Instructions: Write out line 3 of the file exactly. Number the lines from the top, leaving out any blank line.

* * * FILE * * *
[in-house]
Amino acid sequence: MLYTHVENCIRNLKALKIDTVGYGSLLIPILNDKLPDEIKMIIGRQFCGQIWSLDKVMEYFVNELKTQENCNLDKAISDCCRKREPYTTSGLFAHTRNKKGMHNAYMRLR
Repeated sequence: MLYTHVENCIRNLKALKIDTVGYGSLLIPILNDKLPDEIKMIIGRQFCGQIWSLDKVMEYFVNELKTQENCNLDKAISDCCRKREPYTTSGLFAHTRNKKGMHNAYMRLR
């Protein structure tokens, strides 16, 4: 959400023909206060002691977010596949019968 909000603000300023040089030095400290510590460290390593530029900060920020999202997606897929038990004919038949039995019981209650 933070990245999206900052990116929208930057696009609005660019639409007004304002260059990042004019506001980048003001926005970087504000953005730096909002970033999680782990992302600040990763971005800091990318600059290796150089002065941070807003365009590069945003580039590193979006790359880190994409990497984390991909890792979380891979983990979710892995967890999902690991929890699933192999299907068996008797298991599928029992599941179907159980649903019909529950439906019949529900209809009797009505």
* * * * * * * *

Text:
Repeated sequence: MLYTHVENCIRNLKALKIDTVGYGSLLIPILNDKLPDEIKMIIGRQFCGQIWSLDKVMEYFVNELKTQENCNLDKAISDCCRKREPYTTSGLFAHTRNKKGMHNAYMRLR